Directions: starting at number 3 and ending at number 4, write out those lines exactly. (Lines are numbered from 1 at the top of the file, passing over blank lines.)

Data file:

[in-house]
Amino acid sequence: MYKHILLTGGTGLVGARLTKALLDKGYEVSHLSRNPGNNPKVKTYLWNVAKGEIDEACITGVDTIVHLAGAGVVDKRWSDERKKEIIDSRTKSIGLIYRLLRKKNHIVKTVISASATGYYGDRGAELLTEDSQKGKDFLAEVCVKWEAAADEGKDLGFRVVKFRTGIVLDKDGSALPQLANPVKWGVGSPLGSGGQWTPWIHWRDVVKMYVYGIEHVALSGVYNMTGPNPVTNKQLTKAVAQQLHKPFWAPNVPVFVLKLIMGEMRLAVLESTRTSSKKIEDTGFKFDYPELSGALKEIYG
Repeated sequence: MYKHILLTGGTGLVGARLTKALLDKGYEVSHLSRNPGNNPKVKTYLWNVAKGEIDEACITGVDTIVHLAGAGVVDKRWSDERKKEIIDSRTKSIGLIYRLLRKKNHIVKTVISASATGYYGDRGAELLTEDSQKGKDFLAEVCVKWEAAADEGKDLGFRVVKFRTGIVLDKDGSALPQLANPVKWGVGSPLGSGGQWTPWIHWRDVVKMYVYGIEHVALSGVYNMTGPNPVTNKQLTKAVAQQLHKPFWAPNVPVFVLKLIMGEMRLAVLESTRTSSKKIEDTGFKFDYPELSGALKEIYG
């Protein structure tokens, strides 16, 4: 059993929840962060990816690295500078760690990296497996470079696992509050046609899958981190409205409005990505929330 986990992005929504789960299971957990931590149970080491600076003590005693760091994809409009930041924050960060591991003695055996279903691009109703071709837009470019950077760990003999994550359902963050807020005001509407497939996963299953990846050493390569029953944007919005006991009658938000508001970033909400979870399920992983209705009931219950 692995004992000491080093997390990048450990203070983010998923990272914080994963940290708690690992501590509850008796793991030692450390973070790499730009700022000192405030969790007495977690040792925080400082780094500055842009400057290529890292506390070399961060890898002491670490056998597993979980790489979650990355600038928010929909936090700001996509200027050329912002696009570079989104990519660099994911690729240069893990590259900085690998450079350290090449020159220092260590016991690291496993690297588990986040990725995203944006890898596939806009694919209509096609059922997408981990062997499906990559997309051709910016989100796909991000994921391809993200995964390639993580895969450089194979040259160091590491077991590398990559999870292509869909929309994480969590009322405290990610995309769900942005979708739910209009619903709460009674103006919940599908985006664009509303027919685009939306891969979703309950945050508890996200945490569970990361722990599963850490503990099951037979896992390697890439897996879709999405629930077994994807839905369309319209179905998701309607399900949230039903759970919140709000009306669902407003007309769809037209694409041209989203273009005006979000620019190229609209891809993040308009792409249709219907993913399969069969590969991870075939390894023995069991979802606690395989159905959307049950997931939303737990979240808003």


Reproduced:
Repeated sequence: MYKHILLTGGTGLVGARLTKALLDKGYEVSHLSRNPGNNPKVKTYLWNVAKGEIDEACITGVDTIVHLAGAGVVDKRWSDERKKEIIDSRTKSIGLIYRLLRKKNHIVKTVISASATGYYGDRGAELLTEDSQKGKDFLAEVCVKWEAAADEGKDLGFRVVKFRTGIVLDKDGSALPQLANPVKWGVGSPLGSGGQWTPWIHWRDVVKMYVYGIEHVALSGVYNMTGPNPVTNKQLTKAVAQQLHKPFWAPNVPVFVLKLIMGEMRLAVLESTRTSSKKIEDTGFKFDYPELSGALKEIYG
């Protein structure tokens, strides 16, 4: 059993929840962060990816690295500078760690990296497996470079696992509050046609899958981190409205409005990505929330 986990992005929504789960299971957990931590149970080491600076003590005693760091994809409009930041924050960060591991003695055996279903691009109703071709837009470019950077760990003999994550359902963050807020005001509407497939996963299953990846050493390569029953944007919005006991009658938000508001970033909400979870399920992983209705009931219950 692995004992000491080093997390990048450990203070983010998923990272914080994963940290708690690992501590509850008796793991030692450390973070790499730009700022000192405030969790007495977690040792925080400082780094500055842009400057290529890292506390070399961060890898002491670490056998597993979980790489979650990355600038928010929909936090700001996509200027050329912002696009570079989104990519660099994911690729240069893990590259900085690998450079350290090449020159220092260590016991690291496993690297588990986040990725995203944006890898596939806009694919209509096609059922997408981990062997499906990559997309051709910016989100796909991000994921391809993200995964390639993580895969450089194979040259160091590491077991590398990559999870292509869909929309994480969590009322405290990610995309769900942005979708739910209009619903709460009674103006919940599908985006664009509303027919685009939306891969979703309950945050508890996200945490569970990361722990599963850490503990099951037979896992390697890439897996879709999405629930077994994807839905369309319209179905998701309607399900949230039903759970919140709000009306669902407003007309769809037209694409041209989203273009005006979000620019190229609209891809993040308009792409249709219907993913399969069969590969991870075939390894023995069991979802606690395989159905959307049950997931939303737990979240808003």